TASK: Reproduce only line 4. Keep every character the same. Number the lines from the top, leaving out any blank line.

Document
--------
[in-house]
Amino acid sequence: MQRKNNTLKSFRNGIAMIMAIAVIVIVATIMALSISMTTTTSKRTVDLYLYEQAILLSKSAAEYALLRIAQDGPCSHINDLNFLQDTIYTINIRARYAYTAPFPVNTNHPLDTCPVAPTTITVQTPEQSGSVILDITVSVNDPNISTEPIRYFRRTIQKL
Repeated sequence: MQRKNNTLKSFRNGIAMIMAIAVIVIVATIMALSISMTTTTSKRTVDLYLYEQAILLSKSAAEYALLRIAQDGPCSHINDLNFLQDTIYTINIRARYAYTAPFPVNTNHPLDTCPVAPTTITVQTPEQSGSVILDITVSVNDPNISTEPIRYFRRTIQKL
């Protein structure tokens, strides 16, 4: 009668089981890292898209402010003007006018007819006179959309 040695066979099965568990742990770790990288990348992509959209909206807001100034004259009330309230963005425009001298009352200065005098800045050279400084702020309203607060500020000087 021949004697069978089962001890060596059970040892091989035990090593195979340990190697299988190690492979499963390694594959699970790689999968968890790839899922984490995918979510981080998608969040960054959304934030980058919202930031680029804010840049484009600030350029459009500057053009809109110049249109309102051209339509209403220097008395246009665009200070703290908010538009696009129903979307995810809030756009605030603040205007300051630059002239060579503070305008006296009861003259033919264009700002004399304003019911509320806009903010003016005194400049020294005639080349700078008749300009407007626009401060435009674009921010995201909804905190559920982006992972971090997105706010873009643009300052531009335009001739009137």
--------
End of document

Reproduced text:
């Protein structure tokens, strides 16, 4: 009668089981890292898209402010003007006018007819006179959309 040695066979099965568990742990770790990288990348992509959209909206807001100034004259009330309230963005425009001298009352200065005098800045050279400084702020309203607060500020000087 021949004697069978089962001890060596059970040892091989035990090593195979340990190697299988190690492979499963390694594959699970790689999968968890790839899922984490995918979510981080998608969040960054959304934030980058919202930031680029804010840049484009600030350029459009500057053009809109110049249109309102051209339509209403220097008395246009665009200070703290908010538009696009129903979307995810809030756009605030603040205007300051630059002239060579503070305008006296009861003259033919264009700002004399304003019911509320806009903010003016005194400049020294005639080349700078008749300009407007626009401060435009674009921010995201909804905190559920982006992972971090997105706010873009643009300052531009335009001739009137």